Marketing’s Role at 3 Key Phases in Every Human Decision
Marketing is often thought of as a formal business function. But it’s so much more than that. It is an element of every key decision in our lives, whether or not a formal advertising and promotion program is in place.
Understanding the natural force of marketing in our lives, and how customers make decisions, can ultimately improve your formal marketing practice and business results.
We humans, we do a poor job of actually understanding and fully comprehending the true value of our experiences and interactions before, during, and after we have them. Good marketing is successful when it helps customers perceive that value.
Just don’t go too far. Marketing can also undercut brand success when it steps over that fine line and overstates that value. We marketers must use our persuasion skills to inform but not mislead in these three key areas of life.
Before we ever get or do the thing, we anticipate it. And that anticipation is a hugely powerful force. It can be irrationally high or low (fear/anxiety) and it hugely colors our ability to perceive value.
A great example is the NFL Draft. This isn’t even a football game itself, it’s just a glorified college hiring fair, and yet the recent draft in Philadelphia attracted 250,000 attendees. The event is pure anticipation. There is anticipation before the event about which team will draft which player. And anticipation during and after the vent about how those new players will impact those teams.
A scientific example of the power of anticipation is the placebo effect. Everything from sugar pills to sham surgeries has shown to actually help patients thanks in part to the power of anticipation.
Some ways you can leverage the anticipation phase of a decision:
- Make pre-announcements of big news. For example, when the Jacksonville Suns re-branded as the Jumbo Shrimp they announced the name change at 10 p.m. the night before and said there would be an official press conference at 10 a.m. the next day unveiling the name and logo.
- Craft a clear, forceful value proposition. For most products – from ecommerce to B2B services to automobiles – potential customers don’t start with a tangible interaction with your product. So anticipation is shaped by your value communication.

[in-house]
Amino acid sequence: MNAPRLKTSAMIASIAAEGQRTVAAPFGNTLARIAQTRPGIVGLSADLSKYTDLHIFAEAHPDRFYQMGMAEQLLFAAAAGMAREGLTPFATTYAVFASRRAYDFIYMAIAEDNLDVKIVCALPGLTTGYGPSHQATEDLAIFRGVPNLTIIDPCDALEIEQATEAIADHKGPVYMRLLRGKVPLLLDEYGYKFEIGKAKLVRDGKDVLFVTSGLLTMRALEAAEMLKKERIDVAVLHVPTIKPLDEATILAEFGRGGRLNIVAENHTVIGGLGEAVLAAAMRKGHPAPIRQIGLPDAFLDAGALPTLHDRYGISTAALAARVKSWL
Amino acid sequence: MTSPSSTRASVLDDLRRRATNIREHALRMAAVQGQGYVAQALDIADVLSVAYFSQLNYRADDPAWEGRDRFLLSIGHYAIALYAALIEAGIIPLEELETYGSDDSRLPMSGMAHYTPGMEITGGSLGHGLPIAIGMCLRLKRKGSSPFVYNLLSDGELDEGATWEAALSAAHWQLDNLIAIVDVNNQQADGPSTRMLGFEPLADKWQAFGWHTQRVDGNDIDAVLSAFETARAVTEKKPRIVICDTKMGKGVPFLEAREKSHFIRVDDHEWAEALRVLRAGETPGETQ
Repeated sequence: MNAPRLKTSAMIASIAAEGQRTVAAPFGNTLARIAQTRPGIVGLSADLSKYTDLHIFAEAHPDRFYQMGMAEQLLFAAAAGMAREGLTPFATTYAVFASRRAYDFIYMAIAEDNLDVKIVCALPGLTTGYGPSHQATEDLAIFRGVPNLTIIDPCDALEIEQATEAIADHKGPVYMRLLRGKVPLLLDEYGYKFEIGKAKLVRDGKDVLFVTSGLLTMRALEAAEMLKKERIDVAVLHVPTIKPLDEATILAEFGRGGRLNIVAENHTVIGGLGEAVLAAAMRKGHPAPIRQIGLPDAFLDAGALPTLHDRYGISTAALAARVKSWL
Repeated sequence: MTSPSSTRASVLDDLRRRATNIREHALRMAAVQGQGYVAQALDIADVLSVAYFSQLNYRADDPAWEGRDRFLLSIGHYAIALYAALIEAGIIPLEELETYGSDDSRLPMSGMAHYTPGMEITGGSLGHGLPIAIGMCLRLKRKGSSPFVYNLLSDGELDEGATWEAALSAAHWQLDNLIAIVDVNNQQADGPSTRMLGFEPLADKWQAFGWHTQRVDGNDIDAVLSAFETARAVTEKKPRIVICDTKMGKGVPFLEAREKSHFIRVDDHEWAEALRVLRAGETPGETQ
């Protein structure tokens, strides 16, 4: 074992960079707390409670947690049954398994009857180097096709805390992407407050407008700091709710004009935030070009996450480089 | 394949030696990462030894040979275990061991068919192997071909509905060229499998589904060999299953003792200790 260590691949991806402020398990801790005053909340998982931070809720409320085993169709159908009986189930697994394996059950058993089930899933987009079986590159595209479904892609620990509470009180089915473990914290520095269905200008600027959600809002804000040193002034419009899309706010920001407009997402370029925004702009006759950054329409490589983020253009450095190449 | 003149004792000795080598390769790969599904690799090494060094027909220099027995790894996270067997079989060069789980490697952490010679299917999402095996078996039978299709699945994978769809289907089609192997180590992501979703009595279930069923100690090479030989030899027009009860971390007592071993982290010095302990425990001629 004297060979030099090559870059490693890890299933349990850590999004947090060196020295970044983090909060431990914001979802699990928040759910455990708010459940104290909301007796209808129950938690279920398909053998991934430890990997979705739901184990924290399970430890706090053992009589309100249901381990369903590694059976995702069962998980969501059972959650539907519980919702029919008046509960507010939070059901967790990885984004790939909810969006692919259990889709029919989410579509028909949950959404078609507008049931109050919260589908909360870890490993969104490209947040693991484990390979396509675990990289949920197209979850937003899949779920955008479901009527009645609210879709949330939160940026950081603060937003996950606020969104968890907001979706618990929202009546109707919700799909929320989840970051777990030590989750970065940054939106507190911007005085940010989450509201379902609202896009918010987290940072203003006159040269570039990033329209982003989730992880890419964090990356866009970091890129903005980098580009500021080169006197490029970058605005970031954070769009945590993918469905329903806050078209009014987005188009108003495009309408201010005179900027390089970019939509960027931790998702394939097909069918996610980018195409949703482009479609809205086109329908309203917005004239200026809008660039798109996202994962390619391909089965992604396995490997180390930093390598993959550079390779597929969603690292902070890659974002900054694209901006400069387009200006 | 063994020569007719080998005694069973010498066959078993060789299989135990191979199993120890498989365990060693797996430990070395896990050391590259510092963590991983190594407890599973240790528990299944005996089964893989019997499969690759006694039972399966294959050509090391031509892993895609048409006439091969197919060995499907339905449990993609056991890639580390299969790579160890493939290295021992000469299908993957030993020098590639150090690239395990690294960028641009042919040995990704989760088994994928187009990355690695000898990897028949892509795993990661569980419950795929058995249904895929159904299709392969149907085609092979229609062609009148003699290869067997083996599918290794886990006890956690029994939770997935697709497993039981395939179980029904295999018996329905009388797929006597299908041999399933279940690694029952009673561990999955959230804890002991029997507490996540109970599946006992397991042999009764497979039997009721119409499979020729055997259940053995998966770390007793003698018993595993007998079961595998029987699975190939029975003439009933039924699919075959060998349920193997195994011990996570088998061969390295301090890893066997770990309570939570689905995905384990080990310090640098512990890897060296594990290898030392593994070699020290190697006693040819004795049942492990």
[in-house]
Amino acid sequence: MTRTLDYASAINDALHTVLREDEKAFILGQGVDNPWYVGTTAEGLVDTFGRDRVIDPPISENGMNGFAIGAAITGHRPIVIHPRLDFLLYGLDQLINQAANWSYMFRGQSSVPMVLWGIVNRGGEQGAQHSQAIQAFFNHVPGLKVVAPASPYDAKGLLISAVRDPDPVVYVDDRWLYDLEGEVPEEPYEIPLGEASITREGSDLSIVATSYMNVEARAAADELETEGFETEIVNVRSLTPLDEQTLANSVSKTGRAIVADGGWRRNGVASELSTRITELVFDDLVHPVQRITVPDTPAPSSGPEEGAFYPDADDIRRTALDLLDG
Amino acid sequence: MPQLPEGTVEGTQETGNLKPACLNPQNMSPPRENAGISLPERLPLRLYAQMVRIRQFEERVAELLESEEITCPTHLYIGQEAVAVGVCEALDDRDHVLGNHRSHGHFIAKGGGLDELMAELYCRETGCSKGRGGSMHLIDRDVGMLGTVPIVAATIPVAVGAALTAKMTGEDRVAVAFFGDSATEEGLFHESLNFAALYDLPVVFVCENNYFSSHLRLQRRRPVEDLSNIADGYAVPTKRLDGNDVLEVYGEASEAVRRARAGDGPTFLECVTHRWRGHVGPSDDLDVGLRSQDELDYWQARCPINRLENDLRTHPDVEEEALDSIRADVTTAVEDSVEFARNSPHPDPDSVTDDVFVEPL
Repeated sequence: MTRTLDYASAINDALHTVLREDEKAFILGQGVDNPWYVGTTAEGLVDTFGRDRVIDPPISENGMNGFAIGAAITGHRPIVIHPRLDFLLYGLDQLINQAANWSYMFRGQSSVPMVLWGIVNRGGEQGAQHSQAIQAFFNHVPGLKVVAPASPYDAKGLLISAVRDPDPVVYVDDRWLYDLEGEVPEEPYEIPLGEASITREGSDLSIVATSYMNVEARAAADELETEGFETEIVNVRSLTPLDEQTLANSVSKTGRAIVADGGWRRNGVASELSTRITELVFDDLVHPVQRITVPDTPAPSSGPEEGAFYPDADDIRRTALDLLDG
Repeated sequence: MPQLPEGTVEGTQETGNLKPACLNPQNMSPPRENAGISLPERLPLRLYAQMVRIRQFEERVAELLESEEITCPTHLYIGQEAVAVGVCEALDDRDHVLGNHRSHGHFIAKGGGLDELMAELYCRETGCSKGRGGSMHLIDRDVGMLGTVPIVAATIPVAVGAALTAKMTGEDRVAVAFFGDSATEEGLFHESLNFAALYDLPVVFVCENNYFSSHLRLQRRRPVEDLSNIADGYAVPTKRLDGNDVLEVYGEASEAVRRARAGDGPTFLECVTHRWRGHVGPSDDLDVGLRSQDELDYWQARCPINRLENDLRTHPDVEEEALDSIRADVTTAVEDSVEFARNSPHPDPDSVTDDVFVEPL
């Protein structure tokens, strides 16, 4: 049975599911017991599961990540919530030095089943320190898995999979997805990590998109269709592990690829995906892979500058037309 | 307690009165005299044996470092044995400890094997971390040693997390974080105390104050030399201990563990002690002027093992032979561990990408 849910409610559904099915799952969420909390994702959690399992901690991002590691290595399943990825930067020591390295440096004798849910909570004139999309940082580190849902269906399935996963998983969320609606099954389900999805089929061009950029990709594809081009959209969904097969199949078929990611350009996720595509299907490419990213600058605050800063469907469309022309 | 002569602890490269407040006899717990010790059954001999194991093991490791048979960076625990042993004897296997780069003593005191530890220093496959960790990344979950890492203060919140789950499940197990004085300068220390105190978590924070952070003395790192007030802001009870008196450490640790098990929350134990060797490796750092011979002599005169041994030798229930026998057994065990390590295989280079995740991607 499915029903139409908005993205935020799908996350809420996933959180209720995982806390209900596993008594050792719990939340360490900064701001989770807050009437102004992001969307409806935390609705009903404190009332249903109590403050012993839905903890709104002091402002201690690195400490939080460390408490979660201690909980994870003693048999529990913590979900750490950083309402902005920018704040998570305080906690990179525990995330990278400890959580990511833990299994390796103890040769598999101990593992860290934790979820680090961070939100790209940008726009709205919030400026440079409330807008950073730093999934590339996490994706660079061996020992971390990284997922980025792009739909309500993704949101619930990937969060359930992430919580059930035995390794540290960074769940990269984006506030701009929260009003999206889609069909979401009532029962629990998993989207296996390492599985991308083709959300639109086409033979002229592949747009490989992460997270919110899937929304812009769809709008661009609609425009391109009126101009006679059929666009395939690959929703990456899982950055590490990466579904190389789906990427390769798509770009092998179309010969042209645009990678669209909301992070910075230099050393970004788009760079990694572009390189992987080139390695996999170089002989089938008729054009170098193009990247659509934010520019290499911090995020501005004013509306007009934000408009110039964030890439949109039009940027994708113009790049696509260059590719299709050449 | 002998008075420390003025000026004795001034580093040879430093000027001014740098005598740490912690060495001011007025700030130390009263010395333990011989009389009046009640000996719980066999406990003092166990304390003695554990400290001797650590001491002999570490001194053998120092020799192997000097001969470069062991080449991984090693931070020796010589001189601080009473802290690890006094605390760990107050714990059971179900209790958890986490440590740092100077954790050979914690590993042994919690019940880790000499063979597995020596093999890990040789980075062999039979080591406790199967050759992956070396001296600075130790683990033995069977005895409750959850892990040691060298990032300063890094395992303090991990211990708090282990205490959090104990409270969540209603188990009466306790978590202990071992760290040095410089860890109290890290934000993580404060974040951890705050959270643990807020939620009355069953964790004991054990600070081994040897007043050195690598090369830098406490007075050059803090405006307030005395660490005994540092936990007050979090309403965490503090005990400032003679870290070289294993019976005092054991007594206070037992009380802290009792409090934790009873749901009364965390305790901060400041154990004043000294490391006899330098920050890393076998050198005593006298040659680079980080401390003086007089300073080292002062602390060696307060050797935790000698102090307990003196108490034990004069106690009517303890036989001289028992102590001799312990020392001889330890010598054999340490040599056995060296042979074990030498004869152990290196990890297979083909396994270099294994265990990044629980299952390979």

- Overcorrect for anxiety. Anticipation can be negative as well. Anxiety isn’t rational. Make sure you understand your customer’s potential anxieties and relive them through communication (e.g. customer reviews and testimonials) and product delivery modifications (e.g. warranty).
While it’s not surprising that anticipation can sometimes be off from reality, we humans don’t do such a great job experiencing things as they’re actually happening either (hence the growth of the mindfulness movement).
Right now, I’m experiencing dozens of products. I’m looking at a Dell monitor, typing on a Microsoft keyboard into a Dell laptop while sitting on an Allsteel chair and cooled by an air conditioner of unknown brand domain. And the thing is, I don’t notice the brand experience I’m having with any of them.
If something drastically different from my expectation happened.
If the air conditioner breaks and it gets really hot, if my computer crashes, etc. Then, all of a sudden, I notice my experience and have a negative view of the brand.
I call it the Left Tackle Challenge. Nobody watching the football game notices the left tackle when he’s working hard in the trenches all game long. But the one play he lets the defensive end slip around him and strip sack the quarterback, he gets all the blame.
Some ways you can leverage the experience phase of a decision:
- Tell the customer when they’re enjoying something. It can actually help them enjoy it more. One way is to highlight how other customers are enjoying the product. Humans are social creatures. When we see someone else enjoying something, we realize we enjoy it more ourselves.